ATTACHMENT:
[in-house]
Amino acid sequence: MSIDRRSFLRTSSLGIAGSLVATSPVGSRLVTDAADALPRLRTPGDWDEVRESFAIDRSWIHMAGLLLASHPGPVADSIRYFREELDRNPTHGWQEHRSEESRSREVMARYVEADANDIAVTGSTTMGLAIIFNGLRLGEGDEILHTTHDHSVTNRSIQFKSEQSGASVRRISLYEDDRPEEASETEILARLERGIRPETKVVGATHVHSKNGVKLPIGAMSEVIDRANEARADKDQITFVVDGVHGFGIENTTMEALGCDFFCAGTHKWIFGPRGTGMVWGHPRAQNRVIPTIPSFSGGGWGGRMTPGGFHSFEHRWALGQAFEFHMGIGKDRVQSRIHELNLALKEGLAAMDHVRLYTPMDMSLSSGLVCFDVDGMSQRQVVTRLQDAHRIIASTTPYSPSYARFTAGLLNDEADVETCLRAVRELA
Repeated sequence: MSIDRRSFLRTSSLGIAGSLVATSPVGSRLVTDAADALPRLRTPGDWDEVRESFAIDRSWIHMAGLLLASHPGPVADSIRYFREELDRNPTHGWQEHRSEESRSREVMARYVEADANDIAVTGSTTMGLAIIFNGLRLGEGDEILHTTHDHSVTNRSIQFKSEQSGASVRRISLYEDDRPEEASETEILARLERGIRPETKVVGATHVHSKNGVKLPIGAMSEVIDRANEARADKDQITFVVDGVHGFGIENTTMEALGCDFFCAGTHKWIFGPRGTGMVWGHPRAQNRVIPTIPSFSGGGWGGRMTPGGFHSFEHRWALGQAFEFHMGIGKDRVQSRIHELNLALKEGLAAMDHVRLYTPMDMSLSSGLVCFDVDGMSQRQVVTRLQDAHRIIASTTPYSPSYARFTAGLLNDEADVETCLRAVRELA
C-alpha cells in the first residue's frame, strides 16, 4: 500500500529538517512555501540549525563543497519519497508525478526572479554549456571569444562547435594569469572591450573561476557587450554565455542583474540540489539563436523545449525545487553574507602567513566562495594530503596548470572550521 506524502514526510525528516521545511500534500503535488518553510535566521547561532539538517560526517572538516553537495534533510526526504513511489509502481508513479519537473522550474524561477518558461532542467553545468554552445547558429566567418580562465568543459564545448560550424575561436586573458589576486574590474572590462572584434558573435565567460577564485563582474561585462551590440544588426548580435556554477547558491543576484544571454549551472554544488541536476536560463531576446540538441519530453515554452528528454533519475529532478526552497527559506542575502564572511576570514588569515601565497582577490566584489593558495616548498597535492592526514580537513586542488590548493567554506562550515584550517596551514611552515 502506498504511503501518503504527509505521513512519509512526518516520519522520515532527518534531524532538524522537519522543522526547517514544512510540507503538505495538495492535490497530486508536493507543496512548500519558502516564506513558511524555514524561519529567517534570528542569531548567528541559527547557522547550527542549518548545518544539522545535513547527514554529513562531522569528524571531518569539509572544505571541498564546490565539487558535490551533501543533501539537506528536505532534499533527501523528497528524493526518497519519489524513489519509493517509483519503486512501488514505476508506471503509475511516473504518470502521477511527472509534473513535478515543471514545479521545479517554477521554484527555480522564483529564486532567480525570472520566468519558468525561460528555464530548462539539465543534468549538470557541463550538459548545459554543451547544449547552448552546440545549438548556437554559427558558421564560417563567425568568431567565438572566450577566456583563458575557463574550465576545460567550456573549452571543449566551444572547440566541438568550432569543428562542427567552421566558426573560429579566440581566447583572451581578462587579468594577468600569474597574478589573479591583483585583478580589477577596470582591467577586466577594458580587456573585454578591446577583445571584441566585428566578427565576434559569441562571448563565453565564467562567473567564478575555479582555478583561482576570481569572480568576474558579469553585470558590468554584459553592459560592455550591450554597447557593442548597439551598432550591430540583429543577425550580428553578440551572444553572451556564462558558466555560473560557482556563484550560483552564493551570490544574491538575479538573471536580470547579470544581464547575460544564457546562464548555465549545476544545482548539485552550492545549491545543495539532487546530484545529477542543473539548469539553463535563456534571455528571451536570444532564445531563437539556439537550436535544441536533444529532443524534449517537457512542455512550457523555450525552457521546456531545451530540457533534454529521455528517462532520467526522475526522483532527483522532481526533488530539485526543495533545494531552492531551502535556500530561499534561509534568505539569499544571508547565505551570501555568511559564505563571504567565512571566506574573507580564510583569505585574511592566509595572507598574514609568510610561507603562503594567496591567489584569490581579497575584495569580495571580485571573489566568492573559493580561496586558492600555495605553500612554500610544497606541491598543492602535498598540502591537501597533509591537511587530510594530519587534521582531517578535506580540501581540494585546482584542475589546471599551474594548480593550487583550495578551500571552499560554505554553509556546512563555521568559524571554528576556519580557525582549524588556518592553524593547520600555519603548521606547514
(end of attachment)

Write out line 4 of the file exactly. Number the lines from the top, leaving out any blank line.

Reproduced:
C-alpha cells in the first residue's frame, strides 16, 4: 500500500529538517512555501540549525563543497519519497508525478526572479554549456571569444562547435594569469572591450573561476557587450554565455542583474540540489539563436523545449525545487553574507602567513566562495594530503596548470572550521 506524502514526510525528516521545511500534500503535488518553510535566521547561532539538517560526517572538516553537495534533510526526504513511489509502481508513479519537473522550474524561477518558461532542467553545468554552445547558429566567418580562465568543459564545448560550424575561436586573458589576486574590474572590462572584434558573435565567460577564485563582474561585462551590440544588426548580435556554477547558491543576484544571454549551472554544488541536476536560463531576446540538441519530453515554452528528454533519475529532478526552497527559506542575502564572511576570514588569515601565497582577490566584489593558495616548498597535492592526514580537513586542488590548493567554506562550515584550517596551514611552515 502506498504511503501518503504527509505521513512519509512526518516520519522520515532527518534531524532538524522537519522543522526547517514544512510540507503538505495538495492535490497530486508536493507543496512548500519558502516564506513558511524555514524561519529567517534570528542569531548567528541559527547557522547550527542549518548545518544539522545535513547527514554529513562531522569528524571531518569539509572544505571541498564546490565539487558535490551533501543533501539537506528536505532534499533527501523528497528524493526518497519519489524513489519509493517509483519503486512501488514505476508506471503509475511516473504518470502521477511527472509534473513535478515543471514545479521545479517554477521554484527555480522564483529564486532567480525570472520566468519558468525561460528555464530548462539539465543534468549538470557541463550538459548545459554543451547544449547552448552546440545549438548556437554559427558558421564560417563567425568568431567565438572566450577566456583563458575557463574550465576545460567550456573549452571543449566551444572547440566541438568550432569543428562542427567552421566558426573560429579566440581566447583572451581578462587579468594577468600569474597574478589573479591583483585583478580589477577596470582591467577586466577594458580587456573585454578591446577583445571584441566585428566578427565576434559569441562571448563565453565564467562567473567564478575555479582555478583561482576570481569572480568576474558579469553585470558590468554584459553592459560592455550591450554597447557593442548597439551598432550591430540583429543577425550580428553578440551572444553572451556564462558558466555560473560557482556563484550560483552564493551570490544574491538575479538573471536580470547579470544581464547575460544564457546562464548555465549545476544545482548539485552550492545549491545543495539532487546530484545529477542543473539548469539553463535563456534571455528571451536570444532564445531563437539556439537550436535544441536533444529532443524534449517537457512542455512550457523555450525552457521546456531545451530540457533534454529521455528517462532520467526522475526522483532527483522532481526533488530539485526543495533545494531552492531551502535556500530561499534561509534568505539569499544571508547565505551570501555568511559564505563571504567565512571566506574573507580564510583569505585574511592566509595572507598574514609568510610561507603562503594567496591567489584569490581579497575584495569580495571580485571573489566568492573559493580561496586558492600555495605553500612554500610544497606541491598543492602535498598540502591537501597533509591537511587530510594530519587534521582531517578535506580540501581540494585546482584542475589546471599551474594548480593550487583550495578551500571552499560554505554553509556546512563555521568559524571554528576556519580557525582549524588556518592553524593547520600555519603548521606547514